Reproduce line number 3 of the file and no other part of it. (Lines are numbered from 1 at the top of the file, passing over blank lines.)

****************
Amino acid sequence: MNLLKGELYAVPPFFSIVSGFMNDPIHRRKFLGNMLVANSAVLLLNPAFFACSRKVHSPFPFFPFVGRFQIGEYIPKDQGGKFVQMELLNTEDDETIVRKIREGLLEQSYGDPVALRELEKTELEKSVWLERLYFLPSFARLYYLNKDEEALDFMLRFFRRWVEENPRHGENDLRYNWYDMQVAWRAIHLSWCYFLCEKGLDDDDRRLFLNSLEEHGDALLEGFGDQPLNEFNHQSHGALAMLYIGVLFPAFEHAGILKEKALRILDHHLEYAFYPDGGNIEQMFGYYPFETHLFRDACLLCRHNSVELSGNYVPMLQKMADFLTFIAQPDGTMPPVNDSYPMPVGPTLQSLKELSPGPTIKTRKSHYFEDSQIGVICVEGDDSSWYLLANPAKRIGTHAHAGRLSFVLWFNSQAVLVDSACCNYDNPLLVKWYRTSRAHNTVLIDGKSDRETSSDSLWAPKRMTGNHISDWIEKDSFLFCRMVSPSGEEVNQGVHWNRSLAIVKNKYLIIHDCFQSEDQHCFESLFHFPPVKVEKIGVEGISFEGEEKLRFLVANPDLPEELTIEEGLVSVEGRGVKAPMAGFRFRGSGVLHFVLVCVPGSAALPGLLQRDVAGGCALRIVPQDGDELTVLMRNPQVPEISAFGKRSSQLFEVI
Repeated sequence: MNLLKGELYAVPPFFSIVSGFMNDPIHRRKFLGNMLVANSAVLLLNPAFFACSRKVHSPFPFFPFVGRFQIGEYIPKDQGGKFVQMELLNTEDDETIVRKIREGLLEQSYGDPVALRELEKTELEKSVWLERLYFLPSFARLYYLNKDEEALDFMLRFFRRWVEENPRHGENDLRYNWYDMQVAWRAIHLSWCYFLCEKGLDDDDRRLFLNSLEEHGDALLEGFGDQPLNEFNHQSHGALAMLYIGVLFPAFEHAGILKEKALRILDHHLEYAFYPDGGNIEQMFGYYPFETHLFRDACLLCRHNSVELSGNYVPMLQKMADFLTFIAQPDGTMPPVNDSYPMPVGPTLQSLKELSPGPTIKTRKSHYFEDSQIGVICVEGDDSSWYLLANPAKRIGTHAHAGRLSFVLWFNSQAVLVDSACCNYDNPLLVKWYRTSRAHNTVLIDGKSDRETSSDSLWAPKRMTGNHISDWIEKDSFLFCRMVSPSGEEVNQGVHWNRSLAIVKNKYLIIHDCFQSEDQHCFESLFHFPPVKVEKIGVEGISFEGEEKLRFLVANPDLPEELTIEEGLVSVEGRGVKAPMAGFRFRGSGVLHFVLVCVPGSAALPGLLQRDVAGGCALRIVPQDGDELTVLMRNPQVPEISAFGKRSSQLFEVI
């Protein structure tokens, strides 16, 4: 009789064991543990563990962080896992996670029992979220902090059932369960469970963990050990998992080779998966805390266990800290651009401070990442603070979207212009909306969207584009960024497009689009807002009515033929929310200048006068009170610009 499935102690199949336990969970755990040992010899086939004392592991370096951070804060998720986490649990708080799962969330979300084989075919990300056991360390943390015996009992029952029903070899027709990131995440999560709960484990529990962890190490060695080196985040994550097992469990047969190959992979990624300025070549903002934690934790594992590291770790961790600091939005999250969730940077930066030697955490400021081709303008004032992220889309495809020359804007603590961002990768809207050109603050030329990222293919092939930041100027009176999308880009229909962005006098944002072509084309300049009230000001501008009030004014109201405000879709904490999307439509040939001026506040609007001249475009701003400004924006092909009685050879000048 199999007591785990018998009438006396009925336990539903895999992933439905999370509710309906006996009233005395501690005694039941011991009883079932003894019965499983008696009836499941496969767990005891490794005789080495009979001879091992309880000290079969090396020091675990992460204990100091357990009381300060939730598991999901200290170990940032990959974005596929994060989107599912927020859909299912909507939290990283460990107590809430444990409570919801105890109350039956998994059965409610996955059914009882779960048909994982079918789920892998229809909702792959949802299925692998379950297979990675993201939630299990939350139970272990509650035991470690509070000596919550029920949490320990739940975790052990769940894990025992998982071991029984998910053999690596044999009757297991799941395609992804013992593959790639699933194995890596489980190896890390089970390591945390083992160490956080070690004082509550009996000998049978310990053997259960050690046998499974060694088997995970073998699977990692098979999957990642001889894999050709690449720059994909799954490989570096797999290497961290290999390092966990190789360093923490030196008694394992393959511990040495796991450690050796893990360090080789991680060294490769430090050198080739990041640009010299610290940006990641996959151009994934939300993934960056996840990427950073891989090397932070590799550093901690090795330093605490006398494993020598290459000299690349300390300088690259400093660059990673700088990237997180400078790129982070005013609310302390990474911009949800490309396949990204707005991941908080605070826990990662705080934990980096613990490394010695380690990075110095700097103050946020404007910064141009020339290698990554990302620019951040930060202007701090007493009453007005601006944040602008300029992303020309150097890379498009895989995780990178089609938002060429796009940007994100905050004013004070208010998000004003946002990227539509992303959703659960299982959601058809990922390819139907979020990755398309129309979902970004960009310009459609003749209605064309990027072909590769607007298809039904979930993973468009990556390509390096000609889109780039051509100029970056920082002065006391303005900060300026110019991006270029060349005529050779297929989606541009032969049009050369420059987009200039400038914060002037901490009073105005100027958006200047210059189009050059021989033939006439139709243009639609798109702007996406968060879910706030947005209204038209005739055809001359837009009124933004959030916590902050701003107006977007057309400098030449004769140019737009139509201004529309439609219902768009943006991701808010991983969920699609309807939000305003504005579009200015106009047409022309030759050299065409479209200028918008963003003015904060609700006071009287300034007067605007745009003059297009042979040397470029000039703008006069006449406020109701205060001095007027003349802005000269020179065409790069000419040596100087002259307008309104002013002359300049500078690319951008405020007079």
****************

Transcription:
């Protein structure tokens, strides 16, 4: 009789064991543990563990962080896992996670029992979220902090059932369960469970963990050990998992080779998966805390266990800290651009401070990442603070979207212009909306969207584009960024497009689009807002009515033929929310200048006068009170610009 499935102690199949336990969970755990040992010899086939004392592991370096951070804060998720986490649990708080799962969330979300084989075919990300056991360390943390015996009992029952029903070899027709990131995440999560709960484990529990962890190490060695080196985040994550097992469990047969190959992979990624300025070549903002934690934790594992590291770790961790600091939005999250969730940077930066030697955490400021081709303008004032992220889309495809020359804007603590961002990768809207050109603050030329990222293919092939930041100027009176999308880009229909962005006098944002072509084309300049009230000001501008009030004014109201405000879709904490999307439509040939001026506040609007001249475009701003400004924006092909009685050879000048 199999007591785990018998009438006396009925336990539903895999992933439905999370509710309906006996009233005395501690005694039941011991009883079932003894019965499983008696009836499941496969767990005891490794005789080495009979001879091992309880000290079969090396020091675990992460204990100091357990009381300060939730598991999901200290170990940032990959974005596929994060989107599912927020859909299912909507939290990283460990107590809430444990409570919801105890109350039956998994059965409610996955059914009882779960048909994982079918789920892998229809909702792959949802299925692998379950297979990675993201939630299990939350139970272990509650035991470690509070000596919550029920949490320990739940975790052990769940894990025992998982071991029984998910053999690596044999009757297991799941395609992804013992593959790639699933194995890596489980190896890390089970390591945390083992160490956080070690004082509550009996000998049978310990053997259960050690046998499974060694088997995970073998699977990692098979999957990642001889894999050709690449720059994909799954490989570096797999290497961290290999390092966990190789360093923490030196008694394992393959511990040495796991450690050796893990360090080789991680060294490769430090050198080739990041640009010299610290940006990641996959151009994934939300993934960056996840990427950073891989090397932070590799550093901690090795330093605490006398494993020598290459000299690349300390300088690259400093660059990673700088990237997180400078790129982070005013609310302390990474911009949800490309396949990204707005991941908080605070826990990662705080934990980096613990490394010695380690990075110095700097103050946020404007910064141009020339290698990554990302620019951040930060202007701090007493009453007005601006944040602008300029992303020309150097890379498009895989995780990178089609938002060429796009940007994100905050004013004070208010998000004003946002990227539509992303959703659960299982959601058809990922390819139907979020990755398309129309979902970004960009310009459609003749209605064309990027072909590769607007298809039904979930993973468009990556390509390096000609889109780039051509100029970056920082002065006391303005900060300026110019991006270029060349005529050779297929989606541009032969049009050369420059987009200039400038914060002037901490009073105005100027958006200047210059189009050059021989033939006439139709243009639609798109702007996406968060879910706030947005209204038209005739055809001359837009009124933004959030916590902050701003107006977007057309400098030449004769140019737009139509201004529309439609219902768009943006991701808010991983969920699609309807939000305003504005579009200015106009047409022309030759050299065409479209200028918008963003003015904060609700006071009287300034007067605007745009003059297009042979040397470029000039703008006069006449406020109701205060001095007027003349802005000269020179065409790069000419040596100087002259307008309104002013002359300049500078690319951008405020007079």